TORONTO, April 23, 2013 /CNW/ - Last week, despite a ruling from the Canadian Soccer Association (CSA) that Sikhs wearing sport turbans could play in soccer in games under their aegis, the Quebec Soccer Federation (QSF) has decided not to implement this directive.
The facts of the matter are that the international governing body of soccer, FIFA modified its rules in 2012 to allow girls to wear hijabs of an acceptable design while playing soccer. This was also a matter of controversy in Quebec before that ruling.
The issue of turbans has yet to be ruled on definitively by FIFA but given the previous ruling on hijabs, it is likely that some similar approach would be adopted, as the CSA has already done.
The usual standard applied in such cases is whether the wearing of the turban poses a health or safety risk to the wearer or others or whether it gives the wearer an unfair advantage.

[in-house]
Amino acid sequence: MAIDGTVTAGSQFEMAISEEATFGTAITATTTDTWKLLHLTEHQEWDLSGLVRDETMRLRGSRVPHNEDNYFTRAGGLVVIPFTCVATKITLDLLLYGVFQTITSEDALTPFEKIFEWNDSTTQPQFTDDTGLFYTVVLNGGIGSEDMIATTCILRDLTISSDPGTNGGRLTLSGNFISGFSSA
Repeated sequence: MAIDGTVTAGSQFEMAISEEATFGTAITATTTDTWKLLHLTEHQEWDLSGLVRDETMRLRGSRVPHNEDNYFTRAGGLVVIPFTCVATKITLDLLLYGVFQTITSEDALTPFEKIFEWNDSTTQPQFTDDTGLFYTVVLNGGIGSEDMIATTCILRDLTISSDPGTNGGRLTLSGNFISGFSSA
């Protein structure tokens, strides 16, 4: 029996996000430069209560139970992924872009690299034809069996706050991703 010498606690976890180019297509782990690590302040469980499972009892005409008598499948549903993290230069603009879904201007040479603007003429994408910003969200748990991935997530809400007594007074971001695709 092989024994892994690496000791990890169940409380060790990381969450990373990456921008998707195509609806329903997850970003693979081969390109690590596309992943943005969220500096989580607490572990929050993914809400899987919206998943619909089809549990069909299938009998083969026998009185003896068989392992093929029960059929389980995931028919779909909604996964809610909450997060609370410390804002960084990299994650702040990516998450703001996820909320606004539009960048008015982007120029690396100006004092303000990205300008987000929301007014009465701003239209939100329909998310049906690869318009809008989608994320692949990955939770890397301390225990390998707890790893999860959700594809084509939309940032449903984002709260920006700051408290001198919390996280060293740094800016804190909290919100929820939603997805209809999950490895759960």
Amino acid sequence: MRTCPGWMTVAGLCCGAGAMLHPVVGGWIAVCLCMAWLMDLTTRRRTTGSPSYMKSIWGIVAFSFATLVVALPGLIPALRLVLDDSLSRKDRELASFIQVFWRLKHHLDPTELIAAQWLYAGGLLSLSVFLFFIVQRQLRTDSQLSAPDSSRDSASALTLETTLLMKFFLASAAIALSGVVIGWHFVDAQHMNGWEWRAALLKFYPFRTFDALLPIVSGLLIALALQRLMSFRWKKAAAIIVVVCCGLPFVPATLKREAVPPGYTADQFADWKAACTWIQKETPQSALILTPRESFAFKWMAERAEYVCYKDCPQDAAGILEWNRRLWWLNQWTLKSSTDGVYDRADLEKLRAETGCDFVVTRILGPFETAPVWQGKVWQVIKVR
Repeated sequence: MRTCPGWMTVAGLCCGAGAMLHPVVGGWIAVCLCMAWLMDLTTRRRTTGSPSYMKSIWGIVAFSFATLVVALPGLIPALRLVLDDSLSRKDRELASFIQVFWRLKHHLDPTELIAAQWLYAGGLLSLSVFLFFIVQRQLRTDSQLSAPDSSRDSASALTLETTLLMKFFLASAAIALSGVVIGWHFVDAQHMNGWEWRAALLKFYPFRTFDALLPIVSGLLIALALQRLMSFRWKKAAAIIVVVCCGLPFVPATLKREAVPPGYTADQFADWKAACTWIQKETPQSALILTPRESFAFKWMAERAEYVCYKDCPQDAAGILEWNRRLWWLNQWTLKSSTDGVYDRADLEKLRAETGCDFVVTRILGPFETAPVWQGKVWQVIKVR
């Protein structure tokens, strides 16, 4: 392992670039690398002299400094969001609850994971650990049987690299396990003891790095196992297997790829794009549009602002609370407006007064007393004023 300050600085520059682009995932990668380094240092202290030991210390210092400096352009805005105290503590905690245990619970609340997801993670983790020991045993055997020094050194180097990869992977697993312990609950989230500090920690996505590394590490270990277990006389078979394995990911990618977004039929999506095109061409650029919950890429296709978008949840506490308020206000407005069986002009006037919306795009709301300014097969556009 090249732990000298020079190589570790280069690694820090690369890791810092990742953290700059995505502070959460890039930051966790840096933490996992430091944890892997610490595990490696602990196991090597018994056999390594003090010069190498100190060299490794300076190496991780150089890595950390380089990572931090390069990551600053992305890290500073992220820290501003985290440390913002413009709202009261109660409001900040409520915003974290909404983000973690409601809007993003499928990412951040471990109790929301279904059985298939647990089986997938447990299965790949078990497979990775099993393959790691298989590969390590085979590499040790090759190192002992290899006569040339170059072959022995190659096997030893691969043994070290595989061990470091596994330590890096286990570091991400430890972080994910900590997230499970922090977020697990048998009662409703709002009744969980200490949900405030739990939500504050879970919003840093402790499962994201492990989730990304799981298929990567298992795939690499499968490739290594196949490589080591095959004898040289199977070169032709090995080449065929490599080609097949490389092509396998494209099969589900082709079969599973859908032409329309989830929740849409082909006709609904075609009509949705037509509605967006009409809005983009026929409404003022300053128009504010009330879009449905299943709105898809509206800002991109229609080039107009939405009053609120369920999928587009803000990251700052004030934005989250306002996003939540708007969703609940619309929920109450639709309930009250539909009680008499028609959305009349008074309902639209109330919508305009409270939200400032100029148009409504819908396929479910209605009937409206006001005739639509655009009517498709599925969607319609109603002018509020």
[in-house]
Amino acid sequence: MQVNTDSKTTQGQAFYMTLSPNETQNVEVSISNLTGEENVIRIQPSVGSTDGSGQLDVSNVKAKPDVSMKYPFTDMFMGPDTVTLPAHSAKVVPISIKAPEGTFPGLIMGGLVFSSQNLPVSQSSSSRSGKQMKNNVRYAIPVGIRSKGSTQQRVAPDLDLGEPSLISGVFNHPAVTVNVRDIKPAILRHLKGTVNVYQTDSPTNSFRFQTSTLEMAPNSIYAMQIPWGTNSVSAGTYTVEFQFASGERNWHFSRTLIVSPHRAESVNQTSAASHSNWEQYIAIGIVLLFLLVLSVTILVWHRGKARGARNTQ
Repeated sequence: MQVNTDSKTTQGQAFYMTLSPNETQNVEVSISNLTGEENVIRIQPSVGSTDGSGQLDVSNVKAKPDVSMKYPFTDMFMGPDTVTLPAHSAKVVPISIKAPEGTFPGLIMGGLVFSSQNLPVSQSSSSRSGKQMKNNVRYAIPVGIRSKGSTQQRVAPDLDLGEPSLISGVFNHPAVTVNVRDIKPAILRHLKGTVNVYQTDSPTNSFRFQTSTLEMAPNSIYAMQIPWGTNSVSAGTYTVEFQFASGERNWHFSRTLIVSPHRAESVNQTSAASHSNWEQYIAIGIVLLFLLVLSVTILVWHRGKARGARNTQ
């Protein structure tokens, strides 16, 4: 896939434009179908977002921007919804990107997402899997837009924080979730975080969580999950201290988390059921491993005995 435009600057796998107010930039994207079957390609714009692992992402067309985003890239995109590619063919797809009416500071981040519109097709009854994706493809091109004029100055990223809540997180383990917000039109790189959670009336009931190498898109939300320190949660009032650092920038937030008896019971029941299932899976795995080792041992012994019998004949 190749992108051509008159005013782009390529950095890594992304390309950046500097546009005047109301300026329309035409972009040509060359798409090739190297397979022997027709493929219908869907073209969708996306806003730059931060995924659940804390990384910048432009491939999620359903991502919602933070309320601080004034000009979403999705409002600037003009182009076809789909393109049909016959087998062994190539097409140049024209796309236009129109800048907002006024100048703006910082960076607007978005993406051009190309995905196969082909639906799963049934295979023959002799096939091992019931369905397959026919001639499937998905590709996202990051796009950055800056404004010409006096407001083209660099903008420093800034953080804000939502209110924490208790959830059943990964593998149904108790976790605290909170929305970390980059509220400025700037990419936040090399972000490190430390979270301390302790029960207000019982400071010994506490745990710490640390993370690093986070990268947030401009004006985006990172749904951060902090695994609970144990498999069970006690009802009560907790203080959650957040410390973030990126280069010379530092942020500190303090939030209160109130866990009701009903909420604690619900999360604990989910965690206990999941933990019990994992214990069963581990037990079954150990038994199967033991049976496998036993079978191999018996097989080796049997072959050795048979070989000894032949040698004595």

Current evidence suggests that neither of these conditions apply to the type of turbans Sikh players have been allowed to wear in soccer in this and other countries.
"A sense of belonging to one's society is deepened by being able to participate in public activities such as sports. We urge the QSF to examine its decisions based on the facts to ensure that the rights of religious minorities in the public space are not discriminated against," said Rubin Friedman, Principal Operating Officer of the Canadian Race Relations Foundation (CRRF)
The CRRF, a leading resource and facilitator on issues of race relations, is currently carrying out a national project on Interfaith and Belonging, funded by Citizenship and Immigration Canada.
SOURCE: Canadian Race Relations Foundation
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